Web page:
Work on healthcare reform would be improved "quite dramatically" if there were a few women on the team working on the measure, former White House senior adviser Valerie Jarrett said Wednesday.
"Let's just say I think the group would be improved quite dramatically if you included some of the 21 women who are in the Senate," Jarrett said on CNN's "New Day," after being shown a photo of GOP senators working on reform measures.
Only 5 of the 21 female Senators are Republican, however.
"Ask yourself how comfortable would men be if a group of women were making decisions about personal healthcare issues, whether it's tests for prostate cancer," Jarrett said. "Do they want that solely decided by women? I don't think so. We make better decisions when the people's lives who are impacted are at the table."
Meanwhile, she said that she and former President Barack Obama are watching the White House like other citizens, and are "obviously concerned about some of the steps that have been taken that have a devastating impact on the American people."
For example, she continued, the House healthcare bill, along with Trump's proposed budget, "will be devastating," as it's been projected that 23 million people will lose healthcare and there will be $800 billion in Medicaid cuts.
Also, women will not be able to go to Planned Parenthood under the new budget, another devastating fact, said Jarrett.
"One in five women who in their lifetime used Planned Parenthood," said Jarrett. "There are lots of reasons to be concerned."
It's obvious that she and Obama were rooting for a different candidate.
"We thought President Obama was moving our country forward in economy, providing healthcare, ensuring our safety here in the United States as a top priority. And, so, sure, this would not have been our choice."
It is important, though, that Americans "realize that our democracy is always, always complicated. We take these zigs and zags and they have to be engaged."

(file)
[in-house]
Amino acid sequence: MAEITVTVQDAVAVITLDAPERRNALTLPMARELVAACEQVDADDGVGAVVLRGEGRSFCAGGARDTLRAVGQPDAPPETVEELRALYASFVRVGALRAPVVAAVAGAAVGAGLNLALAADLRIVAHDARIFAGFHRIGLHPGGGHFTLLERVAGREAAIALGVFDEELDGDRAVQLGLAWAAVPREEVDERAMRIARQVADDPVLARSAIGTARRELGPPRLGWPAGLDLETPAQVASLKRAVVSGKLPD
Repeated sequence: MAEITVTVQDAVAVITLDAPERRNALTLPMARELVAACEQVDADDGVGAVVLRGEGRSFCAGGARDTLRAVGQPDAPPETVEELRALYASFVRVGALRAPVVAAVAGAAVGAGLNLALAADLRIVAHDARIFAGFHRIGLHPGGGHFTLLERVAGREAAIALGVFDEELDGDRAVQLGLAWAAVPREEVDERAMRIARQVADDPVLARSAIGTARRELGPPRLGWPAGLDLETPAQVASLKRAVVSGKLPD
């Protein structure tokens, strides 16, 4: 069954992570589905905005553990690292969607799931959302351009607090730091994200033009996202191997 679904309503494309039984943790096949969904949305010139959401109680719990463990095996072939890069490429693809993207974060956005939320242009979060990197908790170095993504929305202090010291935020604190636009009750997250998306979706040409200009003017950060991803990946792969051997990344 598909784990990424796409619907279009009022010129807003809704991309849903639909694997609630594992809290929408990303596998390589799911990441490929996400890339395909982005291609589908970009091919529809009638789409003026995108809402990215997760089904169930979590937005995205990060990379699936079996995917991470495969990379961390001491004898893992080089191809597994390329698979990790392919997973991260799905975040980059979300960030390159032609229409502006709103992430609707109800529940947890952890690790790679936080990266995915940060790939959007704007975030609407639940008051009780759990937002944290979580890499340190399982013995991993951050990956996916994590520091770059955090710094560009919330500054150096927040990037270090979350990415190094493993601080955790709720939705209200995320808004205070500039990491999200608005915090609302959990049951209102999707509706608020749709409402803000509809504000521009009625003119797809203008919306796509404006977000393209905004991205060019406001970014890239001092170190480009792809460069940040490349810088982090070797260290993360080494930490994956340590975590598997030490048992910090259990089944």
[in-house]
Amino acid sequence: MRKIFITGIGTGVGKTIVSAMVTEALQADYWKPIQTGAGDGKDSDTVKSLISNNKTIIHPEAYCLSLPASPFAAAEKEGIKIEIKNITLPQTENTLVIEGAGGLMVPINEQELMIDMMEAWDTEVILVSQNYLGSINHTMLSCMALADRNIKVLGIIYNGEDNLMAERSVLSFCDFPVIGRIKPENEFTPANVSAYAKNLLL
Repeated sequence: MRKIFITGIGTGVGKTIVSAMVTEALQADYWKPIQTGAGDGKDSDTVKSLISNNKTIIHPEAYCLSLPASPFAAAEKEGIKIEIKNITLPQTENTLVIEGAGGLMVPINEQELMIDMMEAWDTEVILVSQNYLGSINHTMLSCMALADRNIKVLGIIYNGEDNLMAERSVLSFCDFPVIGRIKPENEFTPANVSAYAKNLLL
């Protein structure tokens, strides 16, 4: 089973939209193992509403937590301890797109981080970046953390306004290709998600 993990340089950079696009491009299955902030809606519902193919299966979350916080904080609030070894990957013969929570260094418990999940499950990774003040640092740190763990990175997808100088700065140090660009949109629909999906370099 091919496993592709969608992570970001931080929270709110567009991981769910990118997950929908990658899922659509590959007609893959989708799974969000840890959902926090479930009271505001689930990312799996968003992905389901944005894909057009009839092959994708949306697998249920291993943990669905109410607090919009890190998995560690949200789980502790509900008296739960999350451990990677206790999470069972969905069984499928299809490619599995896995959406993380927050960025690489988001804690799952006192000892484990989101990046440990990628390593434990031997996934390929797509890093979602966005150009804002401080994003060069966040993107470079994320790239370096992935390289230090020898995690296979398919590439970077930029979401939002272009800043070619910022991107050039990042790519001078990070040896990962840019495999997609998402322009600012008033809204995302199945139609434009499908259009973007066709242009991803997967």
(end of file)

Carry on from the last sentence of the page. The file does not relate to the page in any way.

Obama said during a speech in Montreal on Tuesday that it can seem like "the international order that we have created is being constantly tested," but Jarrett pointed out that he went on to say that there is still the opportunity for Americans to work together, and "we shouldn't pull back."
"We shouldn't go into our comfort zone," said Jarrett. "We have to figure out ways of working with one another, and that's where the solutions lie."
She is working with a new program that launches "galvanizing summits" that will help empower women to ensure all girls have the opportunity that boys have to grow up and achieve their dreams.
"We will start in Chicago and talk about how can we empower them, take control of our lives, ensure that every young girl has that chance to pursue her dreams, focusing on workplace values, whether it's paid leave, equal pay, workplace flexibility, affordability child care, the issues every working family cares about and how can we get women feeling empowered to be forces for positive change," she said.
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